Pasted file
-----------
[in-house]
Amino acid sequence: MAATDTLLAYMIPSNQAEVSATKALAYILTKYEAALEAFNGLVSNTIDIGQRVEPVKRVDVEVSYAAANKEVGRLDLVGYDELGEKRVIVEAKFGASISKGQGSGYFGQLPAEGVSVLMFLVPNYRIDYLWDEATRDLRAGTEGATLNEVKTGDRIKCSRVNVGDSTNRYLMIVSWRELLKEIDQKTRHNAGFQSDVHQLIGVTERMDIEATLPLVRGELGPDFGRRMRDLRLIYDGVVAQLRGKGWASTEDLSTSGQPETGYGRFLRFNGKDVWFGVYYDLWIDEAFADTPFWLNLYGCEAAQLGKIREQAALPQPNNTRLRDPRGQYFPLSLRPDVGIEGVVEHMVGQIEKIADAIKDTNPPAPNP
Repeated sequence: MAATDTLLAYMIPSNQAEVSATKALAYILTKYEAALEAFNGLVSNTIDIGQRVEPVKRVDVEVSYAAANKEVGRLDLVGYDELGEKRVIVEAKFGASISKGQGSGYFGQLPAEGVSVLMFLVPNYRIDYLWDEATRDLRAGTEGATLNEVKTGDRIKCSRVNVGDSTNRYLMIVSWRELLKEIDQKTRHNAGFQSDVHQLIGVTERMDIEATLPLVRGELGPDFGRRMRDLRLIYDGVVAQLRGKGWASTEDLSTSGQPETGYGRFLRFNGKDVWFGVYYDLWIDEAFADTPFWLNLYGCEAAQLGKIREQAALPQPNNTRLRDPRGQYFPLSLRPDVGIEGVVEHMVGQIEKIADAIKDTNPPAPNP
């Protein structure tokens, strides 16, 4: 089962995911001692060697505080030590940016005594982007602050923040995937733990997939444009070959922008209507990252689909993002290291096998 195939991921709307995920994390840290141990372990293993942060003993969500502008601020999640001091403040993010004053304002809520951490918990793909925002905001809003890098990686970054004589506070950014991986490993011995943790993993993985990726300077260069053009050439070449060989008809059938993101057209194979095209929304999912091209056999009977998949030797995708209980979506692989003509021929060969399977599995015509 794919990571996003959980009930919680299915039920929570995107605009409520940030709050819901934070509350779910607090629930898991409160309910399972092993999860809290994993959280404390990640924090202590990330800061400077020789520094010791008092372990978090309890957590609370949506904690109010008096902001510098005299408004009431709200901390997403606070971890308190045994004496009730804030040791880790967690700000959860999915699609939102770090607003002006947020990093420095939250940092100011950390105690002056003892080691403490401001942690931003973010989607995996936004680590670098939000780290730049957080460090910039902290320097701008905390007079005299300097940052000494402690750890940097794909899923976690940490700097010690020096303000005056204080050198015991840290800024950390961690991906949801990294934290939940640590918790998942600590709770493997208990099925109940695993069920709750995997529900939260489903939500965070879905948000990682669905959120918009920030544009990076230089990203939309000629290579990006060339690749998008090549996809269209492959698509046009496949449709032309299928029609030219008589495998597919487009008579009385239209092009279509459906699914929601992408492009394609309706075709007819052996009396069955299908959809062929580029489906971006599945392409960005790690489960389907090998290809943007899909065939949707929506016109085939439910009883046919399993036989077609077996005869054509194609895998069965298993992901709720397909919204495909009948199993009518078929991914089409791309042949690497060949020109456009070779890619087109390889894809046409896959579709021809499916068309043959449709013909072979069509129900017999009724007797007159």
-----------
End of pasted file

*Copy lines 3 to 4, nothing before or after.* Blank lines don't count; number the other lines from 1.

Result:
Repeated sequence: MAATDTLLAYMIPSNQAEVSATKALAYILTKYEAALEAFNGLVSNTIDIGQRVEPVKRVDVEVSYAAANKEVGRLDLVGYDELGEKRVIVEAKFGASISKGQGSGYFGQLPAEGVSVLMFLVPNYRIDYLWDEATRDLRAGTEGATLNEVKTGDRIKCSRVNVGDSTNRYLMIVSWRELLKEIDQKTRHNAGFQSDVHQLIGVTERMDIEATLPLVRGELGPDFGRRMRDLRLIYDGVVAQLRGKGWASTEDLSTSGQPETGYGRFLRFNGKDVWFGVYYDLWIDEAFADTPFWLNLYGCEAAQLGKIREQAALPQPNNTRLRDPRGQYFPLSLRPDVGIEGVVEHMVGQIEKIADAIKDTNPPAPNP
């Protein structure tokens, strides 16, 4: 089962995911001692060697505080030590940016005594982007602050923040995937733990997939444009070959922008209507990252689909993002290291096998 195939991921709307995920994390840290141990372990293993942060003993969500502008601020999640001091403040993010004053304002809520951490918990793909925002905001809003890098990686970054004589506070950014991986490993011995943790993993993985990726300077260069053009050439070449060989008809059938993101057209194979095209929304999912091209056999009977998949030797995708209980979506692989003509021929060969399977599995015509 794919990571996003959980009930919680299915039920929570995107605009409520940030709050819901934070509350779910607090629930898991409160309910399972092993999860809290994993959280404390990640924090202590990330800061400077020789520094010791008092372990978090309890957590609370949506904690109010008096902001510098005299408004009431709200901390997403606070971890308190045994004496009730804030040791880790967690700000959860999915699609939102770090607003002006947020990093420095939250940092100011950390105690002056003892080691403490401001942690931003973010989607995996936004680590670098939000780290730049957080460090910039902290320097701008905390007079005299300097940052000494402690750890940097794909899923976690940490700097010690020096303000005056204080050198015991840290800024950390961690991906949801990294934290939940640590918790998942600590709770493997208990099925109940695993069920709750995997529900939260489903939500965070879905948000990682669905959120918009920030544009990076230089990203939309000629290579990006060339690749998008090549996809269209492959698509046009496949449709032309299928029609030219008589495998597919487009008579009385239209092009279509459906699914929601992408492009394609309706075709007819052996009396069955299908959809062929580029489906971006599945392409960005790690489960389907090998290809943007899909065939949707929506016109085939439910009883046919399993036989077609077996005869054509194609895998069965298993992901709720397909919204495909009948199993009518078929991914089409791309042949690497060949020109456009070779890619087109390889894809046409896959579709021809499916068309043959449709013909072979069509129900017999009724007797007159």